FIRST ALERT: Pop-up storms possible Saturday afternoon; Smaller Rain Chance Sunday

Updated: Sep. 12, 2020 at 12:39 PM CDT
Email This Link
Share on Pinterest
Share on LinkedIn

We had to deal with some cloud cover this morning, but we have stayed fairly dry. Storms are still expected to fire up this afternoon. Shortly before noon, we are already seeing pop up showers developing in Marion, Winston, Fayette, and Lamar counties. Storms will likely form to the southeast and move to the northwest this afternoon and evening.  Storms that fire up will have the potential to produce heavy rain, gusty winds, and lightning. Remember that if thunder roars, go indoors. Temperatures are expected to climb into the upper 80s and lower 90s this afternoon. Feels like temperatures could climb into the mid to upper 90s when you factor in the high humidity. Rain will likely taper off late this evening. Plan for a partly to mostly cloudy sky tonight with temperatures dropping into the low to mid 70s. Areas that see rain today could experience patchy fog Sunday morning.

First Alert for Pop Up Storms Sunday: Rain chances tomorrow look lower than today across Central Alabama. The greatest chance to see rain will likely occur in west and northwest Alabama. We should see a partly to mostly cloudy sky tomorrow with a 30% chance for widely scattered showers and storms. Temperatures should climb near 90°F. Feels like temperatures will once again climb into the mid to upper 90s.

Weekend Beach Forecast: If you plan on heading down to the Alabama Gulf Coast this weekend, plan for showers and storms. Temperatures are expected to climb into the mid to upper 80s. Rip current threat will go from moderate to high this weekend. Probably a good idea to stay out of the water. Rain chances around 60-70% Saturday and Sunday.

Tropical Depression Nineteen: Tropical Depression Nineteen continues to spin across southern Florida Saturday morning producing sustained winds near 35 mph and heavy rain. Satellite imagery indicates storms blowing up near the center of the storm. The depression looks fairly organized, and it is expected to strengthen later today once it moves over the open waters of the Gulf of Mexico. The National Hurricane Center is forecasting Tropical Depression Nineteen to strengthen into a tropical storm later today or tonight. The next name on the 2020 Atlantic Hurricane list is Sally. If and when Sally forms, it will be the earliest 18th named storm on record in the Atlantic. The old record for the earliest 18th named storm occurred on October 2, 2005 (Stan). The latest forecast shows the depression slowing down as it approaches the Gulf Coast Monday into Tuesday. The center of the storm could make landfall anywhere along the Louisiana coastline to the Florida Panhandle. The most likelihood of a landfall could occur in southeast Louisiana or Mississippi Monday night into Tuesday.

Next Big Thing: Our next big thing is watching the track and evolution of Tropical Depression Nineteen as it approaches the Gulf Coast. It is very possible we could see outer rain bands move into Central Alabama as we head into Monday and Tuesday. The highest potential to see rainfall and flooding will likely occur across the Florida Panhandle, southeast Louisiana, and the southern half of Mississippi and Alabama early next week. The slow speed and uncertainty of the track and intensity of the storm will add some question marks regarding when and where we will see the greatest rain chances. Models are hinting Tropical Depression Nineteen could stall in southeast Louisiana and produce heavy rains across the Southeast going into the end of next week. It might not move out of our area until Friday or Saturday when a cold front approaches us. I think our rain chances ramp up Monday and Tuesday and quite possibly by Thursday and Friday of next week.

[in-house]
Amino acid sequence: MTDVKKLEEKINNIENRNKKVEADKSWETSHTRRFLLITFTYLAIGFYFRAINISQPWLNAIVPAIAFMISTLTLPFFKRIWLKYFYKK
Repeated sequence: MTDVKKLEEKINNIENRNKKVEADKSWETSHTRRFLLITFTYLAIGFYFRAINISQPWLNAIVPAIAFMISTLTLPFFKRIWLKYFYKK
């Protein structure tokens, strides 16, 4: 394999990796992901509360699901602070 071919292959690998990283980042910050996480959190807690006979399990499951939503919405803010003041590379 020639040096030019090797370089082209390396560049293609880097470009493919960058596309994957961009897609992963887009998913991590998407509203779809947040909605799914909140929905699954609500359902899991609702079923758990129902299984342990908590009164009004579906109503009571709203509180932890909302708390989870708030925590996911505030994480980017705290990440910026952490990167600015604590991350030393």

Rainfall Potential: Rain and flooding will be the main concern for the Southeast thanks to Tropical Depression Nineteen. Latest rainfall totals could add up around 2-4 inches between now and next Friday evening. Totals could end up higher especially for areas south of I-20 depending on the track of Tropical Depression Nineteen.

Tropical Update: We continue to monitor Paulette and Rene in the Central Atlantic. Paulette has the potential to strengthen into a Category 2 hurricane in the next day or so as it moves closer to Bermuda. Bermuda might have to deal with a powerful hurricane by Monday and Tuesday. Rene will continue to spin over open waters. It is expected to remain weak and not impact anyone.

Tropical Waves: We continue to watch two tropical waves moving off the coast of Africa. One wave has a high chance to develop into a tropical depression or storm in the next 48 hours. It will need to be watched as it moves to the west towards the Caribbean. The other system to the north has a medium chance to form. If it does develop, it will likely move northwards and should not pose a threat to any land areas. September is the peak of the hurricane season. The season does not officially end until November 30th.

Make sure you download the WBRC First Alert Weather App for the latest weather information.Have a safe and relaxing weekend-

WBRC First Alert Meteorologist Matt Daniel

Twitter: @mattdanielwx

Copyright 2020 WBRC. All rights reserved.